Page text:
The expandable house project is part of ongoing research by the Urban-Rural Systems (URS) team at the Future Cities Laboratory (FCL) (a research unit of the ETH Zürich in Singapore). It learns from the kampung by allowing the house to be flexibly configured around fluctuating patterns of resource consumption and expenditure of its residents. Practically, this means understanding the patterns of household income generation and expenditure, water, energy and food consumption, as well as waste production. As this metabolism is usually uneven and often precarious, it is important that the design can be a dwelling and an income-generating unit that manages its own waste, water and energy locally.
The expandable house is designed around the following six principles:
The expandable house is designed as a seed package, containing technologies, material strategies and planning guidelines that can develop incrementally in time depending on local social, cultural and environmental conditions. The principle of incrementality may include land tenure, whereby shorter-term rental agreements are extended to longer-term leases and ultimately outright ownership depending on agreed criteria. We intend that diverse tropical towns will grow from the common seed package.
The expandable house encourages domestic densification through building vertically. This supports the benefits of high-density urban fabrics through the co-location of dwellings and places of employment. It also helps to reduce the settlement footprint on arable land, and the demand for expensive infrastructures (roads, electrical and potable water networks).
The house provides a roof that can be hoisted, and floor and foundations (the bread) that can support up to three additional floors (the filling). This system allows flexible financing whereby the developer or state housing agency provides the roof and foundations, while the residents provide infill as their circumstances require and budget allows. It also helps accommodate crucial income-generating functions (shop, café, garage, cottage industry) along with dwelling.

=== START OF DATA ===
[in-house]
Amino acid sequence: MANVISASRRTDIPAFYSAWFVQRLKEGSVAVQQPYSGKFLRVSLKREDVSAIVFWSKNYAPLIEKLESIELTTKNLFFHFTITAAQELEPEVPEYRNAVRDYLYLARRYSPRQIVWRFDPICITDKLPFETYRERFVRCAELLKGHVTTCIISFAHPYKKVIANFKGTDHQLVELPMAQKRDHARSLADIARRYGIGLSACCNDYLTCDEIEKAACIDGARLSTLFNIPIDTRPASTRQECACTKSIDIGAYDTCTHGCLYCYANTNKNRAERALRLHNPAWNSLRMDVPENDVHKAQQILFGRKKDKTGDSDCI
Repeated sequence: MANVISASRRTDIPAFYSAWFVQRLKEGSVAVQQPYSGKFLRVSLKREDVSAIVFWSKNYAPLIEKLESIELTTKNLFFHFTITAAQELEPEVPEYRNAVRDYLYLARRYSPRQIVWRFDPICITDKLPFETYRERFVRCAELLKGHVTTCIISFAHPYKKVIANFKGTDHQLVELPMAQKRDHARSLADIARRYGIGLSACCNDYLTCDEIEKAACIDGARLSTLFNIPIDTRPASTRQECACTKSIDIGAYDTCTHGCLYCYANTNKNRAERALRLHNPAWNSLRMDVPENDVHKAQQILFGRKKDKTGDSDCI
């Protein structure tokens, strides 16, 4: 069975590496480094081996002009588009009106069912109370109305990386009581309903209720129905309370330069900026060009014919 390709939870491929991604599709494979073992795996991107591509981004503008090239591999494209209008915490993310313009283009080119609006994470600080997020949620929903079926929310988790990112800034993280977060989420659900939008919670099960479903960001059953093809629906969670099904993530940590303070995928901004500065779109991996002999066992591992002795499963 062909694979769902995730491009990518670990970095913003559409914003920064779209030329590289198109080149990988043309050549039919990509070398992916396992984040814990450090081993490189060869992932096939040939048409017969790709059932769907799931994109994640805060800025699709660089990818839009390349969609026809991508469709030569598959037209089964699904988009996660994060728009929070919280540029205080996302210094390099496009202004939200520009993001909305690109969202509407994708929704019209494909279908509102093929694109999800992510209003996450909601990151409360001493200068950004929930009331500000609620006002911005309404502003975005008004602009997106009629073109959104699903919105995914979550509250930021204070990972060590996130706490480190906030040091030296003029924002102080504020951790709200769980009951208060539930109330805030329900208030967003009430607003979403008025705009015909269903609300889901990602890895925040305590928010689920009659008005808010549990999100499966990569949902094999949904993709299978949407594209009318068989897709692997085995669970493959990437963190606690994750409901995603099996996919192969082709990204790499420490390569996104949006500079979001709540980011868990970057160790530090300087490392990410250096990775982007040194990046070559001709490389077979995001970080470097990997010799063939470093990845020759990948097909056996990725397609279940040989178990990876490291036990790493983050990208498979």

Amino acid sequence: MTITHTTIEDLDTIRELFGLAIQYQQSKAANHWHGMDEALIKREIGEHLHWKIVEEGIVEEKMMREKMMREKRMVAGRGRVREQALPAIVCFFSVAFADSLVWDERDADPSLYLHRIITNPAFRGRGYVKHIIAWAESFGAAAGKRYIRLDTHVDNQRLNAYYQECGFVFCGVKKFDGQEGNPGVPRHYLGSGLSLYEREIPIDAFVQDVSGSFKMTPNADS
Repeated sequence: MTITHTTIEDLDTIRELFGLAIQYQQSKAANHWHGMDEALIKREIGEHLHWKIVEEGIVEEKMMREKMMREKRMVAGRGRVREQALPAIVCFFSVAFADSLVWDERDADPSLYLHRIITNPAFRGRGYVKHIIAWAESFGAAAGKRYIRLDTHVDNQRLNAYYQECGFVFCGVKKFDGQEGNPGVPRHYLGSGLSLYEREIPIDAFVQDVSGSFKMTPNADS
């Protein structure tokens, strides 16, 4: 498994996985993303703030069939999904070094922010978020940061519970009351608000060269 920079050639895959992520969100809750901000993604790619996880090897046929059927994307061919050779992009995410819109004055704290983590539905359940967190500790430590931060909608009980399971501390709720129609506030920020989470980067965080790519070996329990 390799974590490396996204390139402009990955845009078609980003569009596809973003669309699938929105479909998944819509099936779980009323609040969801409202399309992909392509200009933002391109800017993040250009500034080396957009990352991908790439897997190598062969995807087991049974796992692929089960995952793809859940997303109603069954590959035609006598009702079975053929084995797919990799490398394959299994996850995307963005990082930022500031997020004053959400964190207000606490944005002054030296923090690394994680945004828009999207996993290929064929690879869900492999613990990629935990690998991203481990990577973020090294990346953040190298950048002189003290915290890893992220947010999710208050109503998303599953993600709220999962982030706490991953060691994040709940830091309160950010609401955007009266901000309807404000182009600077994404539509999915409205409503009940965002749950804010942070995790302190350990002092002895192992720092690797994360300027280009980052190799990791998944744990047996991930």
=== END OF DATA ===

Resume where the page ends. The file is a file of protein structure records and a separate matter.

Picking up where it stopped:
Rainwater harvesting and solar electricity-generating technologies, sewage and septic tank systems, and passive cooling principles are integrated locally with the expandable house, avoiding expensive and often unreliable centralized, or “big pipe”, approaches to infrastructure. The technological package includes cheap wifi-enabled sensors to allow residents to measure their domestic metabolism (water and energy consumption), as well as organic mosquito traps that improve the overall health of the environment.
The expandable house integrates food and building material production capacity locally. This is achieved by integrating bamboo plantations and kitchen gardens into the planning logic of the house, and helps further diversify the resource base of the expandable house.
The expandable house is conceived within a wider urban plan called Tropical Town. This urban design includes a range of other rental and leasehold housing types to support the possibilities of incremental tenure, demographic mix and local income generation. The urban design builds in larger water-management systems (such as retention technology) in combination with detailed spatial planning principles designed to secure appropriate levels of domestic privacy, and high-quality public space.